The National College Athletic Association (NCAA), the non-profit responsible for regulating college athletics in more than twelve-hundred institutions across the United States, released a report in 2014 which revealed that cannabis was the most popular substance used among college athletes.
Over the last decade, more than one-third of the athletic programs within the Power Five conferences (ACC, Big Ten, Big 12, Pac-12, SEC) have relaxed their punishments for positive marijuana tests, according to a recent Associated Press report.
By examining the drug policies of 57 of the 65 schools, it was determined that 23 of those universities have reduced positive test penalties or created policies which allow for more positive tests before disciplinary action is taken.
The Big Ten and the Big 12 control their own drug screens, along with the school and NCAA tests already in place. The other three conferences only require their student-athletes to face drug testing through the school and NCAA, and the NCAA has cut its penalty in half for drugs considered recreational, such as marijuana.
As the public view on marijuana has continued to change as states and cities have began making cannabis legal or decriminalized, it appears that the NCAA has been taking a similar stance with its young athletes. With four states legalizing marijuana use, including Oregon and Colorado where a number of Pac-12 schools are located, lessened disciplinary actions for a positive test makes sense.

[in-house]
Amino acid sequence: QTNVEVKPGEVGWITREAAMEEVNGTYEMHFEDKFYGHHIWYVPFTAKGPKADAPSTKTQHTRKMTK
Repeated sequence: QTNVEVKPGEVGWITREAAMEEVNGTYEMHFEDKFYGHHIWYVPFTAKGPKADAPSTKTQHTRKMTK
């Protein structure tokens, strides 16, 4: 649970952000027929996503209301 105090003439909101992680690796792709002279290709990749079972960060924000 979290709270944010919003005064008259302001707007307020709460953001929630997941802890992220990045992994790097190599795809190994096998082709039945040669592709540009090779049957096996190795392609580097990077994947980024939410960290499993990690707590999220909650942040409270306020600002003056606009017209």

Dr. Brian Hartline, the NCAA medical chief, believes the organization should spend more time focusing on testing for performance-enhancing drugs, and allow each individual university to decide how to handle disciplinary actions for recreational substances like cannabis.
“If we’re going to test at championship events for things that are illegal, then we shouldn’t just test for pot. If there are any kids under the age of 18 smoking cigarettes, we should test for that. We certainly should be testing for alcohol for everyone under the age of 21,”
“Then we ask ourselves, ‘Where does the moral authority stop?’ I’m all for moral authority as long as there is a philosophical consistency to it.”
The conferences, as well as the NCAA, have begun to focus on making recreational drug violations more of a rehabilitative situation, rather than strictly disciplinary. They are also working to make PEDs and other substances more of a focus through testing.